Ebony Russell

‘Clay Dynasty’ – Powerhouse Museum

How do you think your commission sits within the exhibition Clay Dynasty? 

Responding to a piece in the collection at the Powerhouse Museum was an incredibly unique experience – one that allowed me to bring together so many aspects of my practice. Historically charged, technically driven and emotionally engaged with my experience as a viewer, maker and inheritor of the ceramic tradition – The Wedgewood vase sits comfortably in the ceramic continuum and I wanted to make a piece that reached back through history and carried it forward to the 21st Century.What does it mean to be part of such an incredible staging of Australian studio ceramics?

Being included in Clay Dynasty is an acknowledgment that I am part of the living tradition of Australian studio ceramics and my contribution to the craft. It definitely validates my practice and the three decades that I have been focused on learning and experimenting with the medium.

The show has been curated to show the evolution of studio ceramics in Australia in the last 50 years. Are there any artists in this exhibition who have significantly influenced your own practice?

Lynda Draper and Sandra Lockwood have both been the most influential to my practice.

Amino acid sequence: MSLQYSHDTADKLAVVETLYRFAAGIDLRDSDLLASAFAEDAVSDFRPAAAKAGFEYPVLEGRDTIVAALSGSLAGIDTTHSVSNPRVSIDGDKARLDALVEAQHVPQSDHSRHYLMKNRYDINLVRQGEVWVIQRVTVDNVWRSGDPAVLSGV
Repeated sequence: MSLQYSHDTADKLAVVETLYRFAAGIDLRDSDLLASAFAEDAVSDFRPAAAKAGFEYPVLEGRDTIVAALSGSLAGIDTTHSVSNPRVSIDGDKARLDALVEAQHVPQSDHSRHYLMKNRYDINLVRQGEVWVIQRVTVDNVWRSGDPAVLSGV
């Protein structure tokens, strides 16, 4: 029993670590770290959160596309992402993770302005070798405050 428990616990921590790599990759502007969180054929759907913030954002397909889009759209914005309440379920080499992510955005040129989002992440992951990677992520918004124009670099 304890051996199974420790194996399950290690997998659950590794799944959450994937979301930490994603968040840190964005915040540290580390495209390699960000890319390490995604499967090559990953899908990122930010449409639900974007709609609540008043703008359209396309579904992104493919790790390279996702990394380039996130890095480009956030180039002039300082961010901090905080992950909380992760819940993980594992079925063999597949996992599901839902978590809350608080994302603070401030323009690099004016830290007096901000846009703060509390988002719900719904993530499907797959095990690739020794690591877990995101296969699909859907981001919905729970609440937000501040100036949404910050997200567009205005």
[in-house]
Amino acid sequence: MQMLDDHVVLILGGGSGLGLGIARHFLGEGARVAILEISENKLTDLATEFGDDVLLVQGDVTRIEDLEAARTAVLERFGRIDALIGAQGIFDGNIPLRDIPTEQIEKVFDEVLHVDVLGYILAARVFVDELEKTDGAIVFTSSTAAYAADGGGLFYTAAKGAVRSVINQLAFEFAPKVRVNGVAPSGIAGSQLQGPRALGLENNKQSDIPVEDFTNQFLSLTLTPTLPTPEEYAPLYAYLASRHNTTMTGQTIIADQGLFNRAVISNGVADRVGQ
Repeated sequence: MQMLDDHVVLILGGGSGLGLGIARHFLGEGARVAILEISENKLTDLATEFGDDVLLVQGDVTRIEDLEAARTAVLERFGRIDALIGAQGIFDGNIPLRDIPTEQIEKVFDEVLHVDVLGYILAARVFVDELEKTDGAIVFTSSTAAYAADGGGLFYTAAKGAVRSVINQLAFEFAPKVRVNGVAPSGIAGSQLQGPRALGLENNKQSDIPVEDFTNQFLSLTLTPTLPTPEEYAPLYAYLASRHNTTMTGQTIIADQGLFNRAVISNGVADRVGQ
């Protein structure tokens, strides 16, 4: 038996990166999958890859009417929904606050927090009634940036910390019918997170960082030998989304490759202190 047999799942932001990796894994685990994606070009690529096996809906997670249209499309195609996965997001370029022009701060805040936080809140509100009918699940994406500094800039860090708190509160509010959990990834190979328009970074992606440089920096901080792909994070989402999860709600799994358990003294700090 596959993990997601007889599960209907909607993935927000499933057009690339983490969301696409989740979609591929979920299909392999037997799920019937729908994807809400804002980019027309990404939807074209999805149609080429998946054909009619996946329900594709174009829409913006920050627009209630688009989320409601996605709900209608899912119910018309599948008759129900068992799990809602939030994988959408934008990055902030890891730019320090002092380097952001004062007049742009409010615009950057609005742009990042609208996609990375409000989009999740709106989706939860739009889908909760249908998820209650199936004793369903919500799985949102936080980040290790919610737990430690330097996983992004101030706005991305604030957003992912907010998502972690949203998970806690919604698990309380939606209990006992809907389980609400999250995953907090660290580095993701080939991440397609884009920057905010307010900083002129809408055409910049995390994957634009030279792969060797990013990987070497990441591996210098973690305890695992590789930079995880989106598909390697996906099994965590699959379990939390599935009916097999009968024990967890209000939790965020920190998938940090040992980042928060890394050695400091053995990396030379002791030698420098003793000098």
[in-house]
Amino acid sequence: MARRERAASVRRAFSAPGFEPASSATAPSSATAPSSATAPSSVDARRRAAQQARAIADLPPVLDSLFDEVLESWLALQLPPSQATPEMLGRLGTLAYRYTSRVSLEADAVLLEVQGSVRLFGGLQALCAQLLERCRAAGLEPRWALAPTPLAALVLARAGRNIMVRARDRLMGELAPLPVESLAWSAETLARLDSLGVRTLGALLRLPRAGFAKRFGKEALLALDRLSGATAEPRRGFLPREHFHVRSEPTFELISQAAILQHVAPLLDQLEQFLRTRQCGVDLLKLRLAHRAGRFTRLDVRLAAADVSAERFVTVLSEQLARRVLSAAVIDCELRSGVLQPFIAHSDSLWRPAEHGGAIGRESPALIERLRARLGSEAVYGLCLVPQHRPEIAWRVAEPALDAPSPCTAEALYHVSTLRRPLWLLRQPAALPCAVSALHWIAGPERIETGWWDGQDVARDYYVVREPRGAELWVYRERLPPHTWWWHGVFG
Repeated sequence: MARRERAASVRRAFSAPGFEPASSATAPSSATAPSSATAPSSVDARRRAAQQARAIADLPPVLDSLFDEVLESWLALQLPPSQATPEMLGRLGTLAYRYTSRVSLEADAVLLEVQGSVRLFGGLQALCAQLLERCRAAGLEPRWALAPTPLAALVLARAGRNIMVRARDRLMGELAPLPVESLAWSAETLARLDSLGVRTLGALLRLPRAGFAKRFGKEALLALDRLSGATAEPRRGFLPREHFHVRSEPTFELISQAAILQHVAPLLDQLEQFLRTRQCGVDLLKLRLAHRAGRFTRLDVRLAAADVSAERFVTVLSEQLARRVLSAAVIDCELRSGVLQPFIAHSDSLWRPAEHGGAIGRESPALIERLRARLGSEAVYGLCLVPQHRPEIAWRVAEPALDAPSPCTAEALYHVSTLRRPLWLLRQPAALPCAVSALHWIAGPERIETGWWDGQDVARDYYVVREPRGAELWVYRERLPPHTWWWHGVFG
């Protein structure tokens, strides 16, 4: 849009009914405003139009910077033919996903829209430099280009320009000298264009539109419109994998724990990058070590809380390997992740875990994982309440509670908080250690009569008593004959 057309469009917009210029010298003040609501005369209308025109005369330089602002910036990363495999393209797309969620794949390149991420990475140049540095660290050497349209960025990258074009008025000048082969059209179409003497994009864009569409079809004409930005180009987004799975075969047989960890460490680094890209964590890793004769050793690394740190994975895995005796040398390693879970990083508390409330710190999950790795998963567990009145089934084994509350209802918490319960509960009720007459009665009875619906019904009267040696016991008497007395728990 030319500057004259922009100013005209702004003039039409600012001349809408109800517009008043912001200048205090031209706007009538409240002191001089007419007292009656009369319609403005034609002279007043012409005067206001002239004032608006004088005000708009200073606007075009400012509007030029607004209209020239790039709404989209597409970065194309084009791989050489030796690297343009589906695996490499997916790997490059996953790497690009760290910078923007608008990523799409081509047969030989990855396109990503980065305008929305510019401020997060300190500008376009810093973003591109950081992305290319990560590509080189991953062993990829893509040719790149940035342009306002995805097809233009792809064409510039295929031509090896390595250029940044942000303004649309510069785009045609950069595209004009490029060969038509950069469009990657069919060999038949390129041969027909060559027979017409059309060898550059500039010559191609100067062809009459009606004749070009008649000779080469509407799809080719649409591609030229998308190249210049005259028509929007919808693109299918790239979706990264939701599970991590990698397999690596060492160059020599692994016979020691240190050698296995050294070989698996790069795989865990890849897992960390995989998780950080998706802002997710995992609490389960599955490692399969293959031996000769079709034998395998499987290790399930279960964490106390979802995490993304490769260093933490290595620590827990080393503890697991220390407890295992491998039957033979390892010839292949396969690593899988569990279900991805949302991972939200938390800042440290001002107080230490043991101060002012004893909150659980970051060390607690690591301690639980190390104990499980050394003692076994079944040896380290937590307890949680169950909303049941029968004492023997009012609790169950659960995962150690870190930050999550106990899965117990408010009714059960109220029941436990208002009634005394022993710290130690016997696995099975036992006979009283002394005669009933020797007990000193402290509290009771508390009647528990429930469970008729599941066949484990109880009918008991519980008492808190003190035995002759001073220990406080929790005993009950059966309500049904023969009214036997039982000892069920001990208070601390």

I met them both shortly after completing my undergraduate degree in the early 2000s. Draper’s work is so dynamic and is in a constant state of flux. Her work is mysterious, it captivates me completely; it’s always relevant, the epitome of au courant.

Lockwood’s experimental approach has shaped the way I work with porcelain. Her relationship with the medium is inspiring and has encouraged me to push the boundaries while also incorporating porcelain’s inherent qualities. I was lucky to have both as supervisors at The National Art School where I completed my MFA in 2018/19. This was a transformational time for me. 

The work of Margaret Dodd also stands out for me, shaping my feminist approach to ceramics. Her 1982 film ‘This Woman is not a Car’ has had a profound effect on my work, both theoretically and aesthetically.

To exhibit alongside these three artists may be the biggest honour of my career. – Ebony Russell

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